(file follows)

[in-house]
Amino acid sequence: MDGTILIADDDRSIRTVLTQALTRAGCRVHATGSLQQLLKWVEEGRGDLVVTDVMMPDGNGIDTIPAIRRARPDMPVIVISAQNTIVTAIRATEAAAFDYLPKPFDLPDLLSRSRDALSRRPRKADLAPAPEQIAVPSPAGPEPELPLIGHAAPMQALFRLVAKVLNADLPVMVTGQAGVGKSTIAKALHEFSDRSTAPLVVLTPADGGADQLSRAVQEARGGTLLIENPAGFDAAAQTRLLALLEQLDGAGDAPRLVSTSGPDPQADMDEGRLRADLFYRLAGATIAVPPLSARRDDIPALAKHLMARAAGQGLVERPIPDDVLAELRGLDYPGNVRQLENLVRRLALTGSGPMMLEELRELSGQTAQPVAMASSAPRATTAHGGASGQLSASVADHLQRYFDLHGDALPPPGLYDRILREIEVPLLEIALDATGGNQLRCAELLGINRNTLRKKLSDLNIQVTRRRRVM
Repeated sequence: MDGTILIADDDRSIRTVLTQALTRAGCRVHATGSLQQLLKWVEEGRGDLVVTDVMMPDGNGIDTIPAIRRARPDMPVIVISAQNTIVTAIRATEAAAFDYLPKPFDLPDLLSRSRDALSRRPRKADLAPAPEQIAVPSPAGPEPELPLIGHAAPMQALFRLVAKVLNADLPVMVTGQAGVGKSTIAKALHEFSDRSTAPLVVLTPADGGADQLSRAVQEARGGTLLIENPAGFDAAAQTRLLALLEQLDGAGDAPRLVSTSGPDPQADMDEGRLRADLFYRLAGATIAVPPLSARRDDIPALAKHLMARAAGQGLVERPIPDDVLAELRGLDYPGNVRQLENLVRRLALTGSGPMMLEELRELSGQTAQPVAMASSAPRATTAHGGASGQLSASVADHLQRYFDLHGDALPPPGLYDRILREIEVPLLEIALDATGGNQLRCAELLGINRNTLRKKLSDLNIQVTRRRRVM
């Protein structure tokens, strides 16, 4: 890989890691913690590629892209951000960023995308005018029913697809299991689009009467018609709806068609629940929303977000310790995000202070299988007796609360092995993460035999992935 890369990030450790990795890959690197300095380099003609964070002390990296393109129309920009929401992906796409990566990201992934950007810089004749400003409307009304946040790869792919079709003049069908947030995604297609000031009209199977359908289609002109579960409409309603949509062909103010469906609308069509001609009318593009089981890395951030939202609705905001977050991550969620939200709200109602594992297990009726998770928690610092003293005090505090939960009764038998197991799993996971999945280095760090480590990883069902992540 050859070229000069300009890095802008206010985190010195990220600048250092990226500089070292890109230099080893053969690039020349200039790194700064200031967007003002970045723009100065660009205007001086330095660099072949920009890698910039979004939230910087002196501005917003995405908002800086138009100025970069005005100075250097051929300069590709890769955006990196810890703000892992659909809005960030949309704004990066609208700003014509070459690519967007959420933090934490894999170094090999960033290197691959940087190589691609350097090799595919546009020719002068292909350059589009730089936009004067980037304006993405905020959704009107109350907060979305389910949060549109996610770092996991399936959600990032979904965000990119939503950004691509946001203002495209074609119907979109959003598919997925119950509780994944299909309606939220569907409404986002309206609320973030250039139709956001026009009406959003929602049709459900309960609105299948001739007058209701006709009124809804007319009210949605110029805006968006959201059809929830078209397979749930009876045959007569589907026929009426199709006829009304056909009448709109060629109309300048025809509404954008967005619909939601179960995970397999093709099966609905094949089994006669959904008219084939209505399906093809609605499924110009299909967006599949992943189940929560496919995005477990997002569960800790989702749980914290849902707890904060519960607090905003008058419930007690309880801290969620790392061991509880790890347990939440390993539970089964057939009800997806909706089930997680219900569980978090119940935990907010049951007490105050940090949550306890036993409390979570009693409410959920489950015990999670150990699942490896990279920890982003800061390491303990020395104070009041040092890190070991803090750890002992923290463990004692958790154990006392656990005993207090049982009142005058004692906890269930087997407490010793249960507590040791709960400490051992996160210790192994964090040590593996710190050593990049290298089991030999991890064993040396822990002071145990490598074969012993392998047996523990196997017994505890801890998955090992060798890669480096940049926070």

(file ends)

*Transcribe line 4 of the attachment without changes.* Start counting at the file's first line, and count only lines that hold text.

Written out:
């Protein structure tokens, strides 16, 4: 890989890691913690590629892209951000960023995308005018029913697809299991689009009467018609709806068609629940929303977000310790995000202070299988007796609360092995993460035999992935 890369990030450790990795890959690197300095380099003609964070002390990296393109129309920009929401992906796409990566990201992934950007810089004749400003409307009304946040790869792919079709003049069908947030995604297609000031009209199977359908289609002109579960409409309603949509062909103010469906609308069509001609009318593009089981890395951030939202609705905001977050991550969620939200709200109602594992297990009726998770928690610092003293005090505090939960009764038998197991799993996971999945280095760090480590990883069902992540 050859070229000069300009890095802008206010985190010195990220600048250092990226500089070292890109230099080893053969690039020349200039790194700064200031967007003002970045723009100065660009205007001086330095660099072949920009890698910039979004939230910087002196501005917003995405908002800086138009100025970069005005100075250097051929300069590709890769955006990196810890703000892992659909809005960030949309704004990066609208700003014509070459690519967007959420933090934490894999170094090999960033290197691959940087190589691609350097090799595919546009020719002068292909350059589009730089936009004067980037304006993405905020959704009107109350907060979305389910949060549109996610770092996991399936959600990032979904965000990119939503950004691509946001203002495209074609119907979109959003598919997925119950509780994944299909309606939220569907409404986002309206609320973030250039139709956001026009009406959003929602049709459900309960609105299948001739007058209701006709009124809804007319009210949605110029805006968006959201059809929830078209397979749930009876045959007569589907026929009426199709006829009304056909009448709109060629109309300048025809509404954008967005619909939601179960995970397999093709099966609905094949089994006669959904008219084939209505399906093809609605499924110009299909967006599949992943189940929560496919995005477990997002569960800790989702749980914290849902707890904060519960607090905003008058419930007690309880801290969620790392061991509880790890347990939440390993539970089964057939009800997806909706089930997680219900569980978090119940935990907010049951007490105050940090949550306890036993409390979570009693409410959920489950015990999670150990699942490896990279920890982003800061390491303990020395104070009041040092890190070991803090750890002992923290463990004692958790154990006392656990005993207090049982009142005058004692906890269930087997407490010793249960507590040791709960400490051992996160210790192994964090040590593996710190050593990049290298089991030999991890064993040396822990002071145990490598074969012993392998047996523990196997017994505890801890998955090992060798890669480096940049926070």